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We (Latin Women) Should Wear Bras

Two months before turning 11, I was living with my family in Nicaragua. If there’s a part of my life that I love to remember – is my years in that beloved land. If there’s a part of my life that I can still smell, is my years in that magical country.Summer vacation had just started.

breasts 2Our neighborhood was a living bull that us children loved to ride. My brother Esteban, (Tevi) and I used to live in the streets with all of our friends. Since most of my buddies were boys, I ran and fought in gang wars all over Pancasan. Besides being a very hot city, our adventures demanded at least two showers and two clothes’ changes per day. My regular attire was a pair of shorts and white wife beaters which my mom would by per dozen. Our uniform.

Mothers used to live outside as well. The nosy ones, the gossipy ones, everyone out!!!

One of these colorful women used to hate me.

Mariana, you’re crazy! Older women don’t hate kids.

Yes, they do!

She hated me, even though I used to be a good friend of her son.

She criticized my hair. My boyish clothes. She criticized my playing with boys. She made fun of my mother’s dressing style, classifying it as too masculine.

(My mom only spoke to one neighbor: the military single mom who lived in front of our house.) That’s it!

I think she was bothered by the fact that I was too free and that I never really listened to her. To me she resembled those adults who talk and talk and never gained my respect. (I was never taught to respect elders, just cuz they were elders. I was taught to respect whoever gained my respect. Punto!)

So, even though I never really listened, I always tried to stay away from her perimeter. But finally, one day, Ugly Mother got her revenge:

All my friends and I were sitting in her front lawn under her lemon tree one hot afternoon. We were resting from the sun. I was standing up and most of the guys were laying down. I was telling them one of my stories with my typical acting gestures. The Ugly Mother was sitting in a rocking chair in her porch with another neighborhood mom. They were looking at us and I could tell she hated how I was talking and all the boys were listening  You can feel those vibes. Even though I was young, I felt it.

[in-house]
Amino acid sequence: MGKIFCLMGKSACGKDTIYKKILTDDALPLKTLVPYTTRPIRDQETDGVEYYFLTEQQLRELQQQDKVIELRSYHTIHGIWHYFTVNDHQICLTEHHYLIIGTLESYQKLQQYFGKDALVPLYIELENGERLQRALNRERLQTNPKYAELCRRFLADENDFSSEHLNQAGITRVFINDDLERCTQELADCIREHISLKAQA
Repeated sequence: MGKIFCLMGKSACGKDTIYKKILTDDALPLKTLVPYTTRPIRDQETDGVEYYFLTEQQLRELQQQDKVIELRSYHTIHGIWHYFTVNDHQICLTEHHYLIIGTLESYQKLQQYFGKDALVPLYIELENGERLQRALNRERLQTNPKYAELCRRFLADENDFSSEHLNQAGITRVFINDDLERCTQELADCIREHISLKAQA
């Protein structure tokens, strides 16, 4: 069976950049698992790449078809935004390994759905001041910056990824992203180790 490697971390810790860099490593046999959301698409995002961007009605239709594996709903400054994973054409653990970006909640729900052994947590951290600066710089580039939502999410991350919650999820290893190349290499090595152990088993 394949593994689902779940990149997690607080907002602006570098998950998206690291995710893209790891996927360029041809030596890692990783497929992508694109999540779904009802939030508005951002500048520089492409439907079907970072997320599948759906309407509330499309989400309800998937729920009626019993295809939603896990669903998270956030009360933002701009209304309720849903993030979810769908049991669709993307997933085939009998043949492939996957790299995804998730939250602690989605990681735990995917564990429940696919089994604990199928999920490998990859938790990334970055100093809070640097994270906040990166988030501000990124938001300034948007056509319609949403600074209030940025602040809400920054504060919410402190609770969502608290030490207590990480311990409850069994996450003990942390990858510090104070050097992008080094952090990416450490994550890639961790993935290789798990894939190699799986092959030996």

All of a sudden she interrupted me and said:

Ugly Mother: “Mariana, you should wear a bra.”

I froze.

What is she telling me? What do you mean wear a bra? I’m too little. That’s for women. I’m a girl.breasts

Her disgusted face looked at my tiny chubby girl’s breasts.

Ugly Mother: “Tell your mother to buy you a bra. Don’t you all have money?”

Her eyes were looking at my breasts and then looked into my eyes. She was smiling a winning smile.

All the boys simultaneously looked at her and right into my breasts, then back at her again and then to my breasts. When she finished the last sentence, one of them pointed at my chest and started laughing really loud.

He had just found out something he had not seen.

The rest of my friends followed. Everyone pointed at my chest and a choir of laughter was heard throughout the street. They had never noticed. They probably would never have for a long time. But there it was…

I couldn’t stop looking at her. I couldn’t believe her. It was clearly one of the first times I understood that people can be mean to you for no special reason. And that adults too, were no different. She was now laughing as well. All I kept hearing was:

“Tell your mother to buy you a bra.”

Why didn’t my mom know? Why didn’t she buy me a bra? But they’re not big. I don’t have breasts.

I started walking to my house. I was crying so many tears, that by the time I got home, a black wet stain colored my white shirt. Two of the boys followed me. They stood outside of my house waiting for me to come out soon.

I never left my room that day.

My mom found out what happened that night.

She explained that I didn’t have breasts yet. When I asked why, she explained that some people don’t feel good about themselves and need to bother others to feel better. She explained that I was still a girl and that the boys were laughing, because they were children too.

Even though she said I was a kid and she didn’t believe I needed it, I convinced her with sad tears that I needed one. That I needed to never get that attention again.

The day after, mom took me to a store to buy my first training bra.

Ugly Mother never bothered me about my breasts again.

Ugly Mother never bothered me again after my mom’s visit, ever again.

By Mariana den Hollander

Mariana den Hollander is a native Costa Rican artist and published writer. She majored in Fine Arts in The Hague and has resided in the US, Nicaragua, Honduras and Canada. She currently lives in San Jose and recently changed her life to be able to dedicate to painting, writing, promoting musicians and producing music events. Art page: E-mail:info [at]

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